Indonesia's Ambassador to Brunei Darussalam Dr. Sujatmiko delivers his speech during a gathering with Indonesian migrant workers in the Sultanate on September 26, 2020. Dok. KBRI Bandar Seri Begawan Indonesia's Ambassador to Brunei Darussalam Dr. Sujatmiko delivers his speech during a gathering with Indonesian migrant workers in the Sultanate on September 26, 2020.

Brunei Darussalam has decided to convene all ministerial meetings and other meetings below the ministerial level virtually this year. Therefore, from my point of view, it is very unlikely for us to have face-to-face meetings until the end of this year. On this matter, I believe the Brunei government will take into consideration the development of the pandemic situation as well as the coverage of mass vaccination programs throughout all ASEAN Member States.

Nevertheless, we at the Embassy, stand ready should there be a decision in convening an ASEAN meeting in physical format.

What are the programs that have been done or will be done in your role as Indonesia’s Ambassador to Brunei and one of the ambassadors in the ASEAN country to enhance the unity of the people in this regional bloc?

Currently, we are in talks with the Ministry of Youth, Culture, and Sports, Ministry of Foreign Affairs, other ASEAN Member States Missions in Brunei, and with the Brunei Music Society (BMS) to hold a joint cultural performance in the second semester of 2021 in conjunction with the Brunei Darussalam chairmanship. Hopefully, through culture, the event would help build bridges for greater understanding among the ASEAN citizens. Furthermore, I am also in discussion with other ambassadors to organize sports events and social gatherings to enliven Brunei Darussalam's chairmanship.

During the recent informal ASEAN Ministerial Meeting, all ASEAN foreign ministers and a representative of the Myanmar military representative attended the meeting and discussed the current development in Myanmar. What is your view on the response of the ASEAN member states to bring peace and prosperity to Myanmar?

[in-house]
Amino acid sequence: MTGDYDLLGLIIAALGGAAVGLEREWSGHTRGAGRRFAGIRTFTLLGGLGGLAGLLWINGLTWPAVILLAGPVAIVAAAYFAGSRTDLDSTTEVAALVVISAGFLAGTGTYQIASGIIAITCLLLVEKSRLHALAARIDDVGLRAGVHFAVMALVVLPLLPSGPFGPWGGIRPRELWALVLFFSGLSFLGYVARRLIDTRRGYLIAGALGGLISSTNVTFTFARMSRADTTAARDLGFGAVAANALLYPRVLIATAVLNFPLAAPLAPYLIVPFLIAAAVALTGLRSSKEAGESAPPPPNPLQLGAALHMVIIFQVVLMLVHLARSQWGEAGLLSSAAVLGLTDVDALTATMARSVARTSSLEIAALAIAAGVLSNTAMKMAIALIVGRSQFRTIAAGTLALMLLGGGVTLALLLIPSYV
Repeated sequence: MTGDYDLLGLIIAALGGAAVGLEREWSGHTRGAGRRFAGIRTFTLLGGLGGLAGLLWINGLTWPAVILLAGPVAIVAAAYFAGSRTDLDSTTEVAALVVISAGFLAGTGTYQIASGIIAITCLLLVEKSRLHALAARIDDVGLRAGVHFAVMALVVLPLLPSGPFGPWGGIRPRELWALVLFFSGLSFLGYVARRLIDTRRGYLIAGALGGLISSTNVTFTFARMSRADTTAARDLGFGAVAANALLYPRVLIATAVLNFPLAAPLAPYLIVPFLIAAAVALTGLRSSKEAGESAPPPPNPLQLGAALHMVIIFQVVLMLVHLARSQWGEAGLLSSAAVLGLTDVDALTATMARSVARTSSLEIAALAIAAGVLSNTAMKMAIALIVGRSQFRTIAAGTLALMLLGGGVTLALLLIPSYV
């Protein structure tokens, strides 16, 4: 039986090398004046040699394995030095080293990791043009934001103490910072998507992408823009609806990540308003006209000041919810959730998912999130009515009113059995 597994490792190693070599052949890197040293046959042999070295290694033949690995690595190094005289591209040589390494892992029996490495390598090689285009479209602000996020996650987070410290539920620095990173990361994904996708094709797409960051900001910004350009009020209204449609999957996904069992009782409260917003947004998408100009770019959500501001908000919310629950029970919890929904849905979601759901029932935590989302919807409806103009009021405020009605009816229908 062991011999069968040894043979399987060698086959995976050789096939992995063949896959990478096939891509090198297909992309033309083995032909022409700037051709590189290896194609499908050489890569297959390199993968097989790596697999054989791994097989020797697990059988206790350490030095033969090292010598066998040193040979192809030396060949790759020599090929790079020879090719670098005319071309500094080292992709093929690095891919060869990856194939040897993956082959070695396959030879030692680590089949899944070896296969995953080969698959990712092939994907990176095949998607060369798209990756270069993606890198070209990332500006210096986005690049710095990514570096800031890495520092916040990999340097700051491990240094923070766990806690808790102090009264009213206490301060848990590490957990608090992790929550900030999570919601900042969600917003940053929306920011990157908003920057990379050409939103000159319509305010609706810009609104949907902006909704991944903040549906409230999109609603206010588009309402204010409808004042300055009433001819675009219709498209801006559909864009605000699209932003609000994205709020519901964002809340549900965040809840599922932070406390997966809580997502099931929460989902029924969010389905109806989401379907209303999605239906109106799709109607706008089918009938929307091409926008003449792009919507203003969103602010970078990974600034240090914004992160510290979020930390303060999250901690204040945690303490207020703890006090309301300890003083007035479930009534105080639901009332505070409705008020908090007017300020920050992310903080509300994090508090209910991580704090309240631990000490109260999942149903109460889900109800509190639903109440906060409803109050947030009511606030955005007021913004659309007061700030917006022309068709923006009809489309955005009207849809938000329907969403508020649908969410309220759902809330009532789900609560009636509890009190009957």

ASEAN Member States’ common response was clear with the convening of the Informal ASEAN Ministerial Meeting on March 2. We shared the same concern over the situation in Myanmar. ASEAN has also expressed its willingness to assist Myanmar in getting out of this situation. Indonesia plays its part to ensure that ASEAN as a big family will not leave nor isolate Myanmar. Indonesia continues to support Brunei Darussalam as the current chair to take steps in assuring the safety of the people of Myanmar and restoring normal conditions in Myanmar, as it is the wish and in the interests of the people of Myanmar.

What steps will be taken by the Member States to curb the spread of Covid-19 in this region?

There are a lot of initiatives under the ASEAN framework to not only curb the spread of the Covid-19 in the region but also to recover from its unprecedented crisis in many areas. The steps taken on ASEAN initiatives are, among others, implementing the ASEAN Comprehensive Recovery Framework and its Implementation Plan, utilizing the Covid-19 ASEAN Response Fund, including preparing its use on the procurement of vaccines, operationalizing the ASEAN Regional Reserve of Medical Supplies for Public Health Emergencies (RRMS) and working on the ASEAN Plus Three RRMS, and establishing the ASEAN Centre for Public Health Emergencies and Emerging Diseases and ASEAN Travel Corridor Arrangement Framework.